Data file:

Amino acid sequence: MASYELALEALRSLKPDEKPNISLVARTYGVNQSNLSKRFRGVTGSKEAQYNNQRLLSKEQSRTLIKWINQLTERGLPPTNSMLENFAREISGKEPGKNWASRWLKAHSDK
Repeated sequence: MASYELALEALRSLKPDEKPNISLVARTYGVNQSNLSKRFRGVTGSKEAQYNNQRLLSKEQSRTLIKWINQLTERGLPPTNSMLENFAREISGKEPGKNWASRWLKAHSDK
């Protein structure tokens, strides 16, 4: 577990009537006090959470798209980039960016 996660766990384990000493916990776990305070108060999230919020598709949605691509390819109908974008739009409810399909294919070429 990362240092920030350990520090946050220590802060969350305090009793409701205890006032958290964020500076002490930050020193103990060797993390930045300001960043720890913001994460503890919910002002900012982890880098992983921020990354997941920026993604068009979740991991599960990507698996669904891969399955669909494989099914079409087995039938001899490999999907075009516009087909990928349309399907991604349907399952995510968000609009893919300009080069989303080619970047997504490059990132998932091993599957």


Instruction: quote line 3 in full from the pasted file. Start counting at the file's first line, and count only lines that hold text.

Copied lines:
């Protein structure tokens, strides 16, 4: 577990009537006090959470798209980039960016 996660766990384990000493916990776990305070108060999230919020598709949605691509390819109908974008739009409810399909294919070429 990362240092920030350990520090946050220590802060969350305090009793409701205890006032958290964020500076002490930050020193103990060797993390930045300001960043720890913001994460503890919910002002900012982890880098992983921020990354997941920026993604068009979740991991599960990507698996669904891969399955669909494989099914079409087995039938001899490999999907075009516009087909990928349309399907991604349907399952995510968000609009893919300009080069989303080619970047997504490059990132998932091993599957």